• Saturday night Vance Worley allowed five runs on 11 hits in 5.1 innings against the Orioles and got the win (Mauer, Morneau, and the Twins' lineup really got the win, but old stats die hard). In doing so Worley became just the seventh Twins pitcher in the Ron Gardenhire era (2002-2013) to win a game in which he allowed 11 or more hits:

Vance Worley      5/11/2013     Orioles
Nick Blackburn     5/4/2010     Tigers
Carlos Silva       5/9/2006     Rangers
Carlos Silva      4/29/2005     Angels
Carlos Silva       8/3/2004     Angels
Kyle Lohse         9/2/2003     Angels
Brad Radke        8/24/2002     Royals

Carlos Silva had 47 wins for the Twins and three of them came while allowing 11 or more hits, including a complete-game shutout in 2004. In all there have been 89 wins assigned to pitchers who allowed 11 or more hits in Twins history and Roger Erickson on June 25, 1978 is the only one to get fewer outs than Worley.

• On a related note, Twins pitchers have the fewest strikeouts in baseball with 204. No other team has fewer than 232 strikeouts and 14 teams have more than 300 strikeouts, including the Tigers with an MLB-leading 378. Breaking it down even further, Twins starters have 4.3 strikeouts per nine innings and Twins relievers have 8.0 strikeouts per nine innings, so the bullpen has actually been missing plenty of bats.

Glen Perkins and Jared Burton since the beginning of 2012:

                 IP      ERA     SO     BB     HR     OAVG
Glen Perkins     83     2.71     98     21      9     .216
Jared Burton     79     2.05     74     22      5     .190

I wish Gardenhire would use Perkins a little more in non-save situations, but knowing that duo is looming whenever the Twins have a lead after seven innings is pretty fun.

• With a .500 record through 36 games the Twins have dramatically out-performed expectations so far. Here's how 18-18 compares to their previous records through 36 games under Gardenhire:

2013   18-18
2012   10-26
2011   12-24
2010   22-14
2009   18-18
2008   19-17
2007   17-19
2006   17-19
2005   21-15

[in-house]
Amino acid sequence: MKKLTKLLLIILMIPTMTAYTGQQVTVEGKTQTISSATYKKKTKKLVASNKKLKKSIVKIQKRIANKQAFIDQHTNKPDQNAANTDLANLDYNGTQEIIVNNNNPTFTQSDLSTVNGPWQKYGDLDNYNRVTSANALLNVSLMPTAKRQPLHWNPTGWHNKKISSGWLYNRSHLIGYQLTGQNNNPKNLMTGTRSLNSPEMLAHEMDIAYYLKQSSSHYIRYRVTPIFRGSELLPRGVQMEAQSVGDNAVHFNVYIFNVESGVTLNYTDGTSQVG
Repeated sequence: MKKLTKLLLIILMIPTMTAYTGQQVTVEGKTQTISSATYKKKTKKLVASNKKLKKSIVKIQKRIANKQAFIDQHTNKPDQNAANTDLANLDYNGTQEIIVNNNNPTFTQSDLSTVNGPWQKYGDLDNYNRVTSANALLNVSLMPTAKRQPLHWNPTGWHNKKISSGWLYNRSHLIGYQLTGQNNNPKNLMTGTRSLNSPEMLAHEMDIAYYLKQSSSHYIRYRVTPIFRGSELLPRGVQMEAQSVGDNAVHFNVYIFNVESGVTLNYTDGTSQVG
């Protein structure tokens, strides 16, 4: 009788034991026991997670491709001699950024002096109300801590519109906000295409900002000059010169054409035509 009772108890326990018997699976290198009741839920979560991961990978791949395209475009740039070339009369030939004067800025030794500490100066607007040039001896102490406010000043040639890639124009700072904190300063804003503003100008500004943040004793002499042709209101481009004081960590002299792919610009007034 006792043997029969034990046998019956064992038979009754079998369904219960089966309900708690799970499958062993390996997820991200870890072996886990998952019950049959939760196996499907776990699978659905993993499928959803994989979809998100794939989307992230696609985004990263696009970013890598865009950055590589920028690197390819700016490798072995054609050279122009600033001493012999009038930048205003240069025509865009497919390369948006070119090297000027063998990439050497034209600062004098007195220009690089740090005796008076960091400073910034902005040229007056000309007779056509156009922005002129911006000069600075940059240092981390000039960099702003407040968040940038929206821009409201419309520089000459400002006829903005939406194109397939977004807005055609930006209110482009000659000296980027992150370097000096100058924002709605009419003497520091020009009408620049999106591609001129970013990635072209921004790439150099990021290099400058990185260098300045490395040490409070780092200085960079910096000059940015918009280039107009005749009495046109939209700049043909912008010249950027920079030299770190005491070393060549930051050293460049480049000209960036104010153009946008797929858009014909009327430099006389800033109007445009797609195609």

2004   22-14
2003   20-16
2002   22-14

During their run of six AL Central titles from 2002-2010 the Twins' average record after 36 games was 20-16 when they made the playoffs and 19-17 when they didn't. Either way, it sure beats the hell out of where they stood after 36 games in 2011 and 2012.

• Last night was the 34th time in 36 games that the Twins have been the gambling underdogs. If you'd have bet $100 on the Twins to win each game so far you'd be up $618, which is on pace for a $2,781 profit over the course of 162 games.

Jim Callis' first mock draft for Baseball America has the Twins taking Texas high school pitcher Kohl Stewart with the No. 4 pick. Callis also writes: "Rumors persist that Minnesota could cut a deal with Washington high school catcher Reese McGuire and spend heavily further down in the draft." Baseball America's current top-100 rankings have Stewart at No. 6 and McGuire at No. 12.

• Baltimore wants Alexi Casilla to give up switch-hitting even though his career numbers don't suggest it makes any sense.

• I love this picture of Hicks robbing Dunn of a homer.

John Bonnes was on vacation, so Parker Hageman stepped in as my co-host for this week's "Gleeman and The Geek" episode and we got super-nerdy with the hardcore Twins talk.


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March 7, 2010

Nathan Gets An MRI, Blackburn Gets A New Contract


There were two prominent bits of Twins news over the weekend, as Joe Nathan left Saturday's game with soreness in his surgically repaired right elbow and Nick Blackburn signed a four-year, $14 million contract with an option for 2014. I'm hesitant to comment much on Nathan's status until further details are known, but he flew from Fort Myers to Minneapolis yesterday to undergo an MRI exam and the hope is that the pain was from scar tissue breaking up following October 20 surgery to remove bone spurs.